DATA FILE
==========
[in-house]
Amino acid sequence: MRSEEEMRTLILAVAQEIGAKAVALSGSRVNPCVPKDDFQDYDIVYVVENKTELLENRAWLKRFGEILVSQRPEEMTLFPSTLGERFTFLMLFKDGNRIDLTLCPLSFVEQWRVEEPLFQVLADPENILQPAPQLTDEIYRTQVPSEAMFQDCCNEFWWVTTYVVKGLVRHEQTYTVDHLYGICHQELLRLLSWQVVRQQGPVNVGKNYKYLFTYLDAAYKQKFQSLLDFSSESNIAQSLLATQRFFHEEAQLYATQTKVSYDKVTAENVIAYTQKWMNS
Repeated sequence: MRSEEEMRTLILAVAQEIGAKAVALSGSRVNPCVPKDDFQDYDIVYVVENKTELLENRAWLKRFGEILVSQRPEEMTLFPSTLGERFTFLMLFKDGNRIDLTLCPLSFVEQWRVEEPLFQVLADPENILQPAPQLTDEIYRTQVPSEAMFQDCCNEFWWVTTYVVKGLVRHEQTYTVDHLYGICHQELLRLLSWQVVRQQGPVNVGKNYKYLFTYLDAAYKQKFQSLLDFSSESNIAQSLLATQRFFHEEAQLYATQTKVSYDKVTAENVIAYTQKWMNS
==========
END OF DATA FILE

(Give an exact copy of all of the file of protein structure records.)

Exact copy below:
[in-house]
Amino acid sequence: MRSEEEMRTLILAVAQEIGAKAVALSGSRVNPCVPKDDFQDYDIVYVVENKTELLENRAWLKRFGEILVSQRPEEMTLFPSTLGERFTFLMLFKDGNRIDLTLCPLSFVEQWRVEEPLFQVLADPENILQPAPQLTDEIYRTQVPSEAMFQDCCNEFWWVTTYVVKGLVRHEQTYTVDHLYGICHQELLRLLSWQVVRQQGPVNVGKNYKYLFTYLDAAYKQKFQSLLDFSSESNIAQSLLATQRFFHEEAQLYATQTKVSYDKVTAENVIAYTQKWMNS
Repeated sequence: MRSEEEMRTLILAVAQEIGAKAVALSGSRVNPCVPKDDFQDYDIVYVVENKTELLENRAWLKRFGEILVSQRPEEMTLFPSTLGERFTFLMLFKDGNRIDLTLCPLSFVEQWRVEEPLFQVLADPENILQPAPQLTDEIYRTQVPSEAMFQDCCNEFWWVTTYVVKGLVRHEQTYTVDHLYGICHQELLRLLSWQVVRQQGPVNVGKNYKYLFTYLDAAYKQKFQSLLDFSSESNIAQSLLATQRFFHEEAQLYATQTKVSYDKVTAENVIAYTQKWMNS